What is going on with H2K’s League roster?

The team was set to finish 2016 strong, now questions are being raised about H2K's leadership.

Image via Riot Games

H2K Gaming were having a good finish to the year. An unexpected run through the European League Championship Series playoffs led to a spot at Worlds, and an EDward Gaming stumble and some clutch play from the solo lanes got them all the way to the semifinals. After a respectable loss to Samsung Galaxy (who were very nearly the best team in the world), they signed Fabian “Febiven” Diepstraten to become even better.

And then, in what has become typical H2K fashion, things started getting weird.

First, there was the festering Konstantinos “FORG1VEN” Tzortziou problem. The mercurial AD carry had a rather successful return to the franchise last summer, and his duo lane with Oskar “VandeR” Bogdan was by far the best Western duo at Worlds. But FORG1VEN announced he was leaving, and in a more recent Facebook post translated by Reddit user Haralith, he indicated why. Essentially, he is done carrying what he perceives to be inferior talent in the solo lanes and jungle (presumably including Febiven).

FORG1VEN has left other teams, even H2K once before, under worse conditions. He was a vital team member but his history of bouncing between teams suggests that H2K should have been prepared to survive without him.

The team decided that without FORG1VEN it was better to jettison the entire duo lane altogether. VandeR is one of the best supports in Europe, but his duo lane with Aleš “Freeze” Knežínek struggled in FORG1VEN’s absence. H2K made the decision to abandon VandeR two weeks ago and looked to the LCK for a replacement.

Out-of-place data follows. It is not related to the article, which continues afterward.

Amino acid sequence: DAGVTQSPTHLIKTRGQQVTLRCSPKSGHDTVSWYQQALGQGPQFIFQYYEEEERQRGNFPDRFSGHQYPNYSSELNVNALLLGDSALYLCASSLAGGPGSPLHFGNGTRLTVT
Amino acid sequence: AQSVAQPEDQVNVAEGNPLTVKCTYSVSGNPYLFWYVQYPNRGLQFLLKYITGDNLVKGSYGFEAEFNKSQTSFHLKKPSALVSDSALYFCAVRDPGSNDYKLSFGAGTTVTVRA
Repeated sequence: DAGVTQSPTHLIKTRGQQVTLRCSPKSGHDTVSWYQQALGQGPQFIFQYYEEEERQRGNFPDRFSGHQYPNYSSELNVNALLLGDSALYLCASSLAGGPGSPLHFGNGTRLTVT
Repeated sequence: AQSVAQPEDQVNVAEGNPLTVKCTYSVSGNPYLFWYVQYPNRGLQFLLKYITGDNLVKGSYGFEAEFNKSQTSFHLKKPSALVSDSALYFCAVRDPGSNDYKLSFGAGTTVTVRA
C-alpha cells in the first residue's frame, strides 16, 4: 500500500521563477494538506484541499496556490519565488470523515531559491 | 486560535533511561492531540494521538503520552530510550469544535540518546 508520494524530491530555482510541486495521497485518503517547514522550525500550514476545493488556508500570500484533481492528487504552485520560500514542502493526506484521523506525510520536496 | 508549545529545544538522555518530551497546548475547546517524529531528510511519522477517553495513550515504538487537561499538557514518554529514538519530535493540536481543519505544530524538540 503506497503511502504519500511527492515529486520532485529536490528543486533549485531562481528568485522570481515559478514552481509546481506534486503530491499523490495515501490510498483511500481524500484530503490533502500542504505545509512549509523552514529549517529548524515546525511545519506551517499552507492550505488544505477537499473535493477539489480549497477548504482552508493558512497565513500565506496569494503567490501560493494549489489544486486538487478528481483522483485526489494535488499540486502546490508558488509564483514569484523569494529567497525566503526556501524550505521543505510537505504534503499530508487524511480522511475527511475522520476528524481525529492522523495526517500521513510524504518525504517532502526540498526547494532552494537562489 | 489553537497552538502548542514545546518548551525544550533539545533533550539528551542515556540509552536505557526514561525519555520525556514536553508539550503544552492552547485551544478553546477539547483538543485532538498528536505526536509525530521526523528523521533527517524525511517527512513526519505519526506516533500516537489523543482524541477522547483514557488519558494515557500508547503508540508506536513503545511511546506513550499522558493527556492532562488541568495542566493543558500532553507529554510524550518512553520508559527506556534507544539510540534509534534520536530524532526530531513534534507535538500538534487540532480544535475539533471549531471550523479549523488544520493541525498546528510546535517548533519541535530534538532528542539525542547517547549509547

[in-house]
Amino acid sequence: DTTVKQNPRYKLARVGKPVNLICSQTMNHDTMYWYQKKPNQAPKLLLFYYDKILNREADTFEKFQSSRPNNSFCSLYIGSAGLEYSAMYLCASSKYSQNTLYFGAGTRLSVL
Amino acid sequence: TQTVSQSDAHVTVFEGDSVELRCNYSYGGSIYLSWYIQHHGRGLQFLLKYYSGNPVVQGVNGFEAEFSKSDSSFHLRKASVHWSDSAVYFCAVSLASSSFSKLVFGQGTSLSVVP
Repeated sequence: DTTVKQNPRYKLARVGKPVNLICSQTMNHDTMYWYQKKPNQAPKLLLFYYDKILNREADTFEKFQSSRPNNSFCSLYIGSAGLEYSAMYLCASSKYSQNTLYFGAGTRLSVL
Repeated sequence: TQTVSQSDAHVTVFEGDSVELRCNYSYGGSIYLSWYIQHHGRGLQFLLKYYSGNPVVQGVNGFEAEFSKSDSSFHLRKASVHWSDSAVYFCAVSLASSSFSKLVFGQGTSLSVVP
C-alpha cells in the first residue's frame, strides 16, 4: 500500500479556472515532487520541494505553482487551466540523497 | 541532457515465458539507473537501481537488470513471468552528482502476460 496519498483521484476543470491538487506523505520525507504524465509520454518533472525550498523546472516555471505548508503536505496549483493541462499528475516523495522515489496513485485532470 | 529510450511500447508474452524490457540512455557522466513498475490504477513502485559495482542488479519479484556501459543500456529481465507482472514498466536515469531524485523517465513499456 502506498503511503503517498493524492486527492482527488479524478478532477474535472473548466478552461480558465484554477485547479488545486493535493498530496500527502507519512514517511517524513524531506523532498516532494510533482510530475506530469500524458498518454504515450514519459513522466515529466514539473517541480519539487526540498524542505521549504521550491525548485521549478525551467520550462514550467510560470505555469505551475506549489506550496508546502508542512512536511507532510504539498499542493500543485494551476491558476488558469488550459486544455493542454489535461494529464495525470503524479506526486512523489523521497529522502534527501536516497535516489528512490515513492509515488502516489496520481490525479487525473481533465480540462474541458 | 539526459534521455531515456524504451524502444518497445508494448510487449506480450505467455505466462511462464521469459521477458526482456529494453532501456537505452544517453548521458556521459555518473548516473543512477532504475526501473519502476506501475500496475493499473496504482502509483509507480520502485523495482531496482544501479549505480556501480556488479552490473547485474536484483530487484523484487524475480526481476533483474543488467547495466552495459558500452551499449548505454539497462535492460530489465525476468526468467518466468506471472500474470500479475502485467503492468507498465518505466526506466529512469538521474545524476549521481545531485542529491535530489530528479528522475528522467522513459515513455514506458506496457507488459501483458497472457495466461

But the announcement came so late in the offseason that most other LCS-level support positions had been filled. After searching for an LCS team in vain, VandeR was left without a home, which means we won’t see either of the players in the next split.

H2K might have been timing the announcement of VandeR leaving around the All-Star break, when jungler Marcin “Jankos” Jankowski would not have been in contact with the team. Jankos ultimately found out about VandeR’s departure via social media, and was not pleased with H2K’s handling of the situation. In a stream translated by Reddit user Pashnax, he indicated that there were other things going on that he didn’t feel were right.

What it all means

Under normal circumstances, this may not amount to much. Teams in all professional sports make tough personnel decisions that upset players. But then there’s last year’s drama with TSM, where H2K threatened an unfounded lawsuit after losing Dennis “Svenskeren” Johnsen. A pattern begins to emerge.

It looks like H2K’s management, notably owner Richard Wells, have unique views on the player marketplace. It is no secret that Wells opposes inflation in player salaries, calling it unsustainable. His view is that player salaries should be tied to league revenues. He’s doubled down on that view very recently.

That viewpoint has merit, but also ignores basic economic facts, like supply and demand, that govern salaries. It ignores his usage of frivolous lawsuits to defend low contract offers, which works when players have improper representation. Finally, it ignores the fact that the teams in professional League don’t provide much actual value besides seed money: Unlike other leagues, teams don’t provide the vital infrastructure (stadiums) that allow the leagues to function.

H2K has no obligation to act in anything but it’s own best interests. It doesn’t owe Jankos any explanations or VandeR a new contract. But repeated actions show the organization’s disregard for healthy relationships with its players. And in a league where the players provide much more substantive value, that’s a dangerous way to run the team.

H2K should be a strong team in 2017. But amid their cries for sustainability, they may have built themselves as a house of cards.